Everyone loves art, but most people think they can’t do it. My studio art roommate and I complain about how many time we hear people boast that they “can’t even draw a stick figure.” Besides this being the most cliché excuse in the book that leaves us artists wondering why you think it’s so important that everyone know that about you–it’s simply untrue.
People that can draw haven’t gotten there because of raw talent (well, with the exception of Dave Ham). Most of the time, they need to practice just like any other hobby or skill. And even the ones with all that raw talent still get better through practice.
Josiah Vogel has been woodburning for a little over a year after a friend of his gave him a woodburned lion as a gift. Intrigued and wanting to try it out for himself, Vogel bought himself an entry-level woodburner and began practicing small pieces in his free time. His first project was of a small penguin, and after that a wolf. As he continued investing in his hobby, Vogel upgraded his equipment, bought multiple different nibs for his woodburning “pens,” and began selling some of his work to the campus’s residents.
Vogel’s most notable pieces include a portrait of Groot from Marvel’s Guardians of the Galaxy and a large 4×3 ft burning of Tolkien’s Middle Earth. He is currently working on a burning of Edmund Leighton’s The Accolade, which has already taken him forty hours.
For information on commissions and pictures of his other pieces, visit Josiah’s Facebook page and watch for his upcoming YouTube page.
If you’ve been writing for any length of time, you’ve probably come across that one blog that suggests character interviews is the solution to every writer’s writing block. Then they’ll give you a long fill-in-the-blank worksheet that has questions entirely irrelevant to your character’s interests. Why do you want to know about their love life? Who cares if they have a theme song? And they don’t have time for sports — the world is at stake, for Pete’s sake!
I will say that Charahub is a pretty legit place for these kinds of questions, but I personally think interviews are mostly useless unless you’ve already got a pretty good grasp on the character’s main interests that pertain specifically to the plot of your story. Only after you figure out their most immediate concerns (saving the world), can you focus on love lives and sports.
That being said, over the years I’ve discovered different ways to learn your character’s psyche — and some of these ways I’ve never heard recommended anywhere else.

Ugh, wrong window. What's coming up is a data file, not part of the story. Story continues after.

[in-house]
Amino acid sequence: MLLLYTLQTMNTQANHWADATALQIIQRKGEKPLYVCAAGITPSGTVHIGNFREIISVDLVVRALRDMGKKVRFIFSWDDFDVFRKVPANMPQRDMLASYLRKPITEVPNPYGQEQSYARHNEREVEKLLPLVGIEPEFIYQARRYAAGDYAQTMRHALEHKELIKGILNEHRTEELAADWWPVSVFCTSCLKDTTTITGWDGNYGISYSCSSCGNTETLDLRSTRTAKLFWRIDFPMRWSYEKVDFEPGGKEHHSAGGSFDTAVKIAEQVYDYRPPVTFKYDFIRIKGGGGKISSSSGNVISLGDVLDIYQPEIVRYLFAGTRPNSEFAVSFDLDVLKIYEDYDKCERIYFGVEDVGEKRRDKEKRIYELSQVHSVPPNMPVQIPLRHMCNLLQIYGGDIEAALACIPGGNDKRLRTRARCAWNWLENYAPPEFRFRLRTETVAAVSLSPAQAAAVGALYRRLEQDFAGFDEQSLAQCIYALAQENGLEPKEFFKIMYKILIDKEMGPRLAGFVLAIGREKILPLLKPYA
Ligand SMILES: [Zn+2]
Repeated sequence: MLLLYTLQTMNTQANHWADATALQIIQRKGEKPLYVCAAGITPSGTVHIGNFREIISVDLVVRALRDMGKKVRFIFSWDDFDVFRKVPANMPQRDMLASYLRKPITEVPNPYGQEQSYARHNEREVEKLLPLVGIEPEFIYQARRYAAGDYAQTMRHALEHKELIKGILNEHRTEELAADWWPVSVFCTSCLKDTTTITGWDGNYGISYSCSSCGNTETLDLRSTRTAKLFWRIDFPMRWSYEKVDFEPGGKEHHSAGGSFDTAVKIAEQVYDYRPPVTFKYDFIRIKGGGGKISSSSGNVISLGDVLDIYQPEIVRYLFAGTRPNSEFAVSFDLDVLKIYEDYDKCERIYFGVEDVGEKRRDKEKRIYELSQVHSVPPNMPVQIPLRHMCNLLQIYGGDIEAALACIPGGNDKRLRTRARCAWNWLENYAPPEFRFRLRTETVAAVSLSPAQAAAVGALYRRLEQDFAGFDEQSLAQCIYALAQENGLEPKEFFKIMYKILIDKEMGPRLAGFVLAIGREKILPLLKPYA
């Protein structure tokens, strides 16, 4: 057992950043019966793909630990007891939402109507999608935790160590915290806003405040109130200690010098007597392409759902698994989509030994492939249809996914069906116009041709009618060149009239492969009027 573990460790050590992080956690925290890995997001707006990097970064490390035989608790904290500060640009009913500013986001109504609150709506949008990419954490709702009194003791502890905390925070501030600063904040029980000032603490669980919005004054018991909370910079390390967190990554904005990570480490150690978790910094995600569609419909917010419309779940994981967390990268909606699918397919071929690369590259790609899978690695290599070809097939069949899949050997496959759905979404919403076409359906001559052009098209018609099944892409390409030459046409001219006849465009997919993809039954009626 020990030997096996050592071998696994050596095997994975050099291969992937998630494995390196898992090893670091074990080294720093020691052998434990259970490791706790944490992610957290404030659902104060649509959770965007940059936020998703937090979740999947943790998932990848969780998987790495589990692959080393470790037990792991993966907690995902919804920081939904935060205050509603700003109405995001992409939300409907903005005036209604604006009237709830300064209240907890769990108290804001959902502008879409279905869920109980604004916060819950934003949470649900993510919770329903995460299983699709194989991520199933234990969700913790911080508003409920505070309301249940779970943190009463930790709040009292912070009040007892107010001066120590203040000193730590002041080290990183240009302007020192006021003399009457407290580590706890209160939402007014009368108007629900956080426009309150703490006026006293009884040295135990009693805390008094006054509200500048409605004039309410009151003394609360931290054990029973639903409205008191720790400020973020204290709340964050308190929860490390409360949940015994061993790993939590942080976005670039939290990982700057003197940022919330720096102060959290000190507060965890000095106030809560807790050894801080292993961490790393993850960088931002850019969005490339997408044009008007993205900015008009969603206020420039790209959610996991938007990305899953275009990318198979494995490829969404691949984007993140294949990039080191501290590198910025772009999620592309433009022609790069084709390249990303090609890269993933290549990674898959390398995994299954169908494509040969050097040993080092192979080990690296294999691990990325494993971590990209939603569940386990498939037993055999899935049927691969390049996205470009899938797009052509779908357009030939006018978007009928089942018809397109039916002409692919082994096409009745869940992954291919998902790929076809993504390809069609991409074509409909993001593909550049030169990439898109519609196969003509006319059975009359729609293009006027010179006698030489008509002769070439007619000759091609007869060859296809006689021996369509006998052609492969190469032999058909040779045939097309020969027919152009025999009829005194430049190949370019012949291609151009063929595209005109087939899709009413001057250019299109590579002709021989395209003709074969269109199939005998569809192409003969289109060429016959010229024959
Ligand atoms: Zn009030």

When I launched my blog last Christmas, the most comments I got were directed toward my cover photo at the top of the screen. Friends that were heavily into photography and videography nodded their approval, and several asked just exactly how I did it.
Well. I’ll tell you it definitely wasn’t with a Canon Rebel and a light studio, that’s for sure.
Imagine a nineteen-year-old college student alone in the house and an ambitious project in her head. Oh, and a random pile of boxes, books, and her brother’s school supplies stacked on a chair across the table. Imagine a large hole puncher propping up her iPhone on the top of the makeshift tower. Yeah, that’s my “studio” for you.
Several people have asked me how I put together my Scripture For Life chapel challenge video (If you haven’t seen it, you can watch it here!) So I thought I might take the night alone in my room to write a basic tutorial explaining how I made the animations using just Photoshop and Final Cut Pro X.
I started out with the idea. My roommate suggested doing an animation versus a live-action video because I wouldn’t have to feel bad about collecting the prize scholarship when so many actors would have helped with the project. With a cartoon made completely from my computer, I would have done the entire video myself.
The first thing to do was come up with a verse I’d like to center my video around. That was easy, since my college verses are Isaiah 41:10,13. I liked the visual image I got when I read the verses, since it specifically talks about the God of the universe holding our right hand and leading us along through our life’s trials.